• Build a good profile: we will talk about the CV in more detail in episode 3 (please make sure to read it when it is published next week). Most rules that are valid for the CV also apply here, but there are a few extra considerations: Make sure to select the right industry (for example if you are an HR Manager in a Life Sciences company, select Life Sciences and not Human Resources) and the right company.   Most companies already exist on LinkedIn, sometimes several times, e.g. for every country or division. Make sure you select the right one; the same one your colleagues are working for.
  • Use the right keywords: make it easy for recruiters to find your profile. Ensure  the keywords that normally describe your function, industry, special knowledge, etc. are somewhere in your profile.  You can also use the keywords for related industries and functions to broaden your visibility. Be careful of internal jargon and acronyms and rather use commonly used terms and words.  Too often, using internal company vocabulary will result in your profile not being found by recruiters. As an example, if your title is “Head of Finance”, make sure that the keyword “CFO” is mentioned somewhere or even replace your official company title with “CFO”). Describe your different positions like you would in the CV, not only in one line. List all the languages you speak, including your mother tongue (this is still something that many people don’t do, so Germans might not be selected when a recruiter is searching for people who speak German…). Bear in mind that it is often not the headhunter or Senior Consultant himself who will screen the web, but a research team which is often composed of clever, but junior people, just out of university. These researchers may be more or less competent and motivated and the more chances they have to find you easily because your profile is set up well, the better.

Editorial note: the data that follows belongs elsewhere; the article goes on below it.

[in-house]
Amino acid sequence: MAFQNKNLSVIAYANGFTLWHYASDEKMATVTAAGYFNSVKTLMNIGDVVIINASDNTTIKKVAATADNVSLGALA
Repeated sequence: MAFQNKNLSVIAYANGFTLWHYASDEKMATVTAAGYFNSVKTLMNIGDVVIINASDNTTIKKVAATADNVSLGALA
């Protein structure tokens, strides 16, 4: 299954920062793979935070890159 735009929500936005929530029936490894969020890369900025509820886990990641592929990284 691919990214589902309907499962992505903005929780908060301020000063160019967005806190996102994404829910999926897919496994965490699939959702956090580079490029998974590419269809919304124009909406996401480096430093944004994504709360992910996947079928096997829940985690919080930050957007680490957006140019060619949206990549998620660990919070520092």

• Connect with headhunters, but don’t pester them: when a headhunter contacts you, reply and invite them to connect, even if you are not interested. This will ensure you appear in many of their future searches (being a direct contact) and that they remember you more easily. Talking to them may also give you some indication of your “market value”. If you are trying to make them aware of you and invite them to connect without prior contact, you should make sure that you are an interesting connection for them (refer to whatever expertise/knowledge you have in common with them and offer to support them rather than ask for a job and a meeting); visit their profile before you invite them to show that you are interested in them; don’t invite all the consultants from the same executive search company (they will notice and your value to them will decrease); don’t ask for a call or meeting more than once; don’t pester them. If they have an opening that fits your profile, you can be certain that they will make contact with you.

In short: spend the necessary time to fine tune your profile and maximize your visibility. It is definitely worth it!

Written by Grégoire Depeursinge; EVP EMEA AIMS International, Managing Partner AIMS Switzerland & Leonie Pentz; VP EMEA AIMS International, Managing Partner AIMS South Africa

Do not miss out on the next episodes:

  1. The value of a good network
  2. Social media: your image to the outside world
  3. Preparing your CV: your sales brochure
  4. Recruiters: how they work and think
  5. Preparing for the interview
  6. Acing the interview